- Alex Good on World War Z:

How you finally respond to it, though, will depend on how you take its political messages. As noted, underlying everything is an anxiety (quite understandable and widely held) that this planet just has too damn many people on it already. Especially Chinese people. Progress is also shown to be a chimera. We have to learn to "break from our comfortable, disposable consumer lifestyle[s]" and learn other lessons from the greatest generation, chief among them the value of real work and austerity. 

- More adventures with WordPress.

Sunday, July 07, 2013

The 70s

On top of the World Trade Center.

Saturday, July 06, 2013

Six months

육개월 전에 내 동생이 죽었다. 매일 그를 생각하고 우리가 어렸을때를 떠올리고. 잘 가 우리 리처드...

Il y a six mois que mon petit frere a mouri. Chaque jour je pense de lui et medite sur notre enfance et jeunesse. Bon voyage, Richard.

Six months ago my little brother died. Every day I think about him and meditate on our childhood and youth together. Go in peace, Richard.


Bronwyn Kienapple on how to save, quit and go.

Deanna McFadden on the new physical normal. Best of luck to her in her bravery.

Friday, July 05, 2013

Flat Millennium

finn harvor see circle 2013

At a recent post on Julian Assange on secret courts (following secret laws that no one is supposed to report on), my friend Doug comments , "Nixon was small time compared to this stuff. But the goal posts have moved and no one seems to care..." 

 I am not sure of the ultimate source(s) of this species of passivity, but I must say it seems to have become pervasive. It not only exists in politics but the arts. At his blog, Steven Beattie writes on the Penguin/Random House merger -- an example of corporate consolidation that would have aroused howls of protest, months of discussion, and vocalized unease among writers. Instead, what one finds now is an eerie quiet, as if this sort of event is simply business as usual. Of course, from the point of view of Penguin and Random House, the merger is not only strategically smart but strategically necessary: the industry is getting scared as it loses revenue from steep discounting at the retail end and the rise of an unruly (and non-exclusive) digital culture at the other. In the case of political reporting on the Edward Snowden, Julian Assange, and Bradley Manning, one finds a press corps that is doing its job on a day-to-day level.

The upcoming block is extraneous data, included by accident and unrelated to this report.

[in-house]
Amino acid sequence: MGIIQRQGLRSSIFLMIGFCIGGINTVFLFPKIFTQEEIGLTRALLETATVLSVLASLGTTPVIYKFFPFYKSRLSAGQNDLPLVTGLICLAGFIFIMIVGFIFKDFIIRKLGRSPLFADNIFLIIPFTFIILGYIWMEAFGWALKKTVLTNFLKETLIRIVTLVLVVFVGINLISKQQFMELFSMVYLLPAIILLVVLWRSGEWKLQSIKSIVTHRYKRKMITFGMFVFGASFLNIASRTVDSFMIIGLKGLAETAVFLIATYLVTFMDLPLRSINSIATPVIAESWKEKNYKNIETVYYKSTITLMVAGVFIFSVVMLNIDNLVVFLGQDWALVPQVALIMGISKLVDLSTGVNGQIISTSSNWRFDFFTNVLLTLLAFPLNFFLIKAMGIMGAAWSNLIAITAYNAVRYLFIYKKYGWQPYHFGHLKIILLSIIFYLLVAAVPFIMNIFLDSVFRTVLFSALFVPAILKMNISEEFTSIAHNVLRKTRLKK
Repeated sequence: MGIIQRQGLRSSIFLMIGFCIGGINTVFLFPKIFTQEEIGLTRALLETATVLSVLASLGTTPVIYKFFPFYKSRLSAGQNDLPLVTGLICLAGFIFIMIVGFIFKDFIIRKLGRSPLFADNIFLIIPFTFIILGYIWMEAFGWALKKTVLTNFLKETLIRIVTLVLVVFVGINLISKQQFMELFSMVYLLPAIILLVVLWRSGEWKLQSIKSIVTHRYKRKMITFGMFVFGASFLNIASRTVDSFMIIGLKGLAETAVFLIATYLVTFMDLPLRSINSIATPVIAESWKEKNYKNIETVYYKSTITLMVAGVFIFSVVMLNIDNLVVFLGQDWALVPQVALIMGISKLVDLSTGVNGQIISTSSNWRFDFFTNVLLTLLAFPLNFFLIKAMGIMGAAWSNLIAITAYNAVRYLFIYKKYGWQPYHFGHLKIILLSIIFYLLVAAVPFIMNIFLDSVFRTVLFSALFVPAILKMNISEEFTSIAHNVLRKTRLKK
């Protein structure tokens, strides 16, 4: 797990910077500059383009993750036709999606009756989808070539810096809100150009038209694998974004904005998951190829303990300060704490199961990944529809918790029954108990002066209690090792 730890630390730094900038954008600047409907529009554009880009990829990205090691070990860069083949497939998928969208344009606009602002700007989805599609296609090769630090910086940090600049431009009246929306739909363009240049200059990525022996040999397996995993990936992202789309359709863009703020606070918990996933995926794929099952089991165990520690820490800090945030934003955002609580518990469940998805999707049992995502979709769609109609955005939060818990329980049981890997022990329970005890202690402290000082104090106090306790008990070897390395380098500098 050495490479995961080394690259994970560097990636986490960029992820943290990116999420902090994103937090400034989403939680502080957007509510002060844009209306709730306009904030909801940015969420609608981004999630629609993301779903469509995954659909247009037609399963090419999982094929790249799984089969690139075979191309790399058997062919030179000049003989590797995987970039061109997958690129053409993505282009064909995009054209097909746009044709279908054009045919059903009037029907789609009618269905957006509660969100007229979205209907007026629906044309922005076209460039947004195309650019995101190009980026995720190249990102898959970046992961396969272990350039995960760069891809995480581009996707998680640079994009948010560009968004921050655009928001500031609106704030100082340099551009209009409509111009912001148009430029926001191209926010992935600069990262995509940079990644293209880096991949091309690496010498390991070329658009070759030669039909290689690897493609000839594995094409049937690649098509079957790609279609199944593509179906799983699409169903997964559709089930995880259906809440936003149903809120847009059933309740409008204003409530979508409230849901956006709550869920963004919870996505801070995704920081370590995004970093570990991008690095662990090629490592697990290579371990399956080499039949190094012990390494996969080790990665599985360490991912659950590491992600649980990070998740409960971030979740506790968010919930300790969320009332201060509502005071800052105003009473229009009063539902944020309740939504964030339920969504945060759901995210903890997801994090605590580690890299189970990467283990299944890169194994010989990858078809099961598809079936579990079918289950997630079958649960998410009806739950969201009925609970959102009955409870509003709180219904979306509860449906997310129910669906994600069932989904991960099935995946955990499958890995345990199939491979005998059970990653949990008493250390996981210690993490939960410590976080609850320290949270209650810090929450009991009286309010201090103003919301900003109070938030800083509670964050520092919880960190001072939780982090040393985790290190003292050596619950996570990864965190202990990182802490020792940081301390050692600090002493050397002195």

Nevertheless, civil liberties are disappearing, and in the case of print publishing, a very cautious conservatism is taking over, making contemporary literary production more bland, more soul-less, more about the "brand" of literature than a really vital, vibrant, risk-taking literature itself. The publishers do not mean to do this: I talk to them, including people at the high level, and they are intelligent. They are also often personable -- not always, but often enough; sometimes they are easier to communicate with than people at the smaller houses (which also are becoming risk-averse -- the point here being that problems in the publishing industry run the entire spectrum). Similarly, the press corps is doing its best on the level of individual reporters trying to give stories legs. Nevertheless, when one views the press as a totality, it has difficulty conveying the alarming nature of the qualitative changes that are taking place on the level of civil liberties and defence of constitutional rights.

So what's happening? Is a numbed-out contentment the new normal for a civilization that is now so awash in escapist entertainment that as long as we've got a screen in front of our eyes we're not very alarmed as the culture is shrunk and our freedom is removed? Have we become -- collectively -- too wide-eyed and dim-witted to perceive what our interests are and how to defend them? Or are we cowards? Are writers not discussing the cultural ramifications of the Penguin Random merger and its effect on their careers precisely because of their ... careers? Is a craven sort of self-interest beginning to trump the ability to even speak publicly about events that affect one's chosen life's work? And with surveillance, are we so convinced that we're being spied on that we don't want to mention we're being spied on? 

Is the age not only plastic, but flat?

Thursday, July 04, 2013

The Maple Leaves

From the Seoul Book Fair, which Suki and I attended a couple of weekends ago.

Wednesday, July 03, 2013


Steven Beattie on the Penguin/Random House merger.

Jean-François Nadeau on Susan Sontag.

Tuesday, July 02, 2013

PLASTIC MILLENNIUM: Notes toward a materialist theory thereof (preamble)

I've been posting for quite some time on the concept of the screenplay novel, and, more recently, the screenplay module novel. I've also been making various references to a mega-novel.